There is a moral imperative to develop artificial wombs, says bioethicist
Women will never be free until they have been freed from the tyranny of reproduction. This was the audacious claim made by 1970s radical feminist Shulamith Firestone. This utopia seemed unimaginably distant then, but technology could make it a reality with ectogenesis, or artificial wombs, contends Kathryn McKay, of the University of Sydney, in the journal Bioethics.
a foundational piece of women’s oppression is the conceptual link to female reproductive function, and this link should be targeted for destruction. … ectogenesis holds the potential to radically challenge dominant notions of gender categories and family roles by allowing us to break the conceptual links between ‘woman’, ‘mother’ and female biology.
In fact, McKay argues that “we have a moral imperative to develop ectogenesis as a means to assisted gestation”. Apart from being part of patriarchal oppression, natural childbirth is risky and dangerous. The alternative, gestational surrogacy, is dangerous and exploitative, and “contribute[s] to the maintenance of pronatalist social pressures to produce genetically related offspring”.
Ectogenesis would also help to destroy the patriarchal disaster that is the nuclear family by eliminating “motherhood” as an exclusively female experience.
Insofar as adoptive, kinship, and same‐sex parents are already pushing against pronatalist and geneticist assumptions, ectogenesis will further put pressure on this view. Ectogenesis reveals the possibility that what has hitherto been a major component of female reproductive function—gestation—might not involve a woman at all. If an infant might not be ‘carried’, or ‘birthed’ by anyone as such, then carrying and birthing are undermined as relevant factors in being a woman or mother.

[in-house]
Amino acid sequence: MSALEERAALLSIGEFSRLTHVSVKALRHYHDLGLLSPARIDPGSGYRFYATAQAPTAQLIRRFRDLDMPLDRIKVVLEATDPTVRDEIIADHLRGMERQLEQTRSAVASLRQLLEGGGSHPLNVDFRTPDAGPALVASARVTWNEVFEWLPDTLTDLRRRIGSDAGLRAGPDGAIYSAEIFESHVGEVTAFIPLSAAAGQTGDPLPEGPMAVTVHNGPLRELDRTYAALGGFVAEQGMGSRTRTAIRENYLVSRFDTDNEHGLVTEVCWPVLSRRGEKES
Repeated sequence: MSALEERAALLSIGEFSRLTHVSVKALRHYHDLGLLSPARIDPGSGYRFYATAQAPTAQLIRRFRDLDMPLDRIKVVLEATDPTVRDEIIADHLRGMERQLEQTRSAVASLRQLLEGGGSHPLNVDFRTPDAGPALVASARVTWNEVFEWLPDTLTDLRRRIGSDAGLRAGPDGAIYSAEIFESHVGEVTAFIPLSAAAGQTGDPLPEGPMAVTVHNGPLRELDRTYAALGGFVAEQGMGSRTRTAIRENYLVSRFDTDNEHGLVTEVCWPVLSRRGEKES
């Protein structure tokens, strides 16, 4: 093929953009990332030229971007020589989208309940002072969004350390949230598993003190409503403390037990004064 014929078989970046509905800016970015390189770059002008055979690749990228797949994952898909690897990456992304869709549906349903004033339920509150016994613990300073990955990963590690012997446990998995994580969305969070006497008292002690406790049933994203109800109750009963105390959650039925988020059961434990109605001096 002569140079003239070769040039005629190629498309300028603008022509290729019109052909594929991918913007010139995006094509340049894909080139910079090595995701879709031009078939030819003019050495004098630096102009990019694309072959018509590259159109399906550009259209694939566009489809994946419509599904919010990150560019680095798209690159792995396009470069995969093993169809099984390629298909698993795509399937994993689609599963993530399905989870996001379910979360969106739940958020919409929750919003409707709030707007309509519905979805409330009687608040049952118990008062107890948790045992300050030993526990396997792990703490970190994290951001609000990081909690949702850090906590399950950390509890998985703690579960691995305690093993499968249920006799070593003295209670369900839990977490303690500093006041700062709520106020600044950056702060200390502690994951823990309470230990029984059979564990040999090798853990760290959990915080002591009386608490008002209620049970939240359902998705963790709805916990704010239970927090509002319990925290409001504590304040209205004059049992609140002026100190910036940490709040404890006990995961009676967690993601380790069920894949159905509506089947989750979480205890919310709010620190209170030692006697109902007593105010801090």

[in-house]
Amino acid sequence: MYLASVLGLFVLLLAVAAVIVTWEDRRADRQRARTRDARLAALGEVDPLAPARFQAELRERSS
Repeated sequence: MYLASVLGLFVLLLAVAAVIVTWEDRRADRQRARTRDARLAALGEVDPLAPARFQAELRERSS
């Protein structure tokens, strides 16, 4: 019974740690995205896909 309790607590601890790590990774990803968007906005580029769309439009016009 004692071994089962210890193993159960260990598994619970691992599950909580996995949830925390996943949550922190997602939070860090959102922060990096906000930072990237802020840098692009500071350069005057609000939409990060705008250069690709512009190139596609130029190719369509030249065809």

Ectogenesis, therefore, is the ideal means of reproduction in a society which accepts fluid gender roles:
If an infant is not of woman born, but ‘decanted’ from an artificial womb, then the primary caring role cannot be determined de facto by who gave birth to it. So, it encourages an understanding of ‘mother’ and ‘father’ as social roles, not as specifically gender‐ or biologically‐determined identities.
Unfortunately, the reality of ectogenesis is still a distant possibility. But McKay points out that the mere possibility of it puts pressure on oppressive patriarchal norms. Imagining it is a thought experiment which underscores the absurdity of biologically-based gender norms.
Michael Cook is editor of BioEdge
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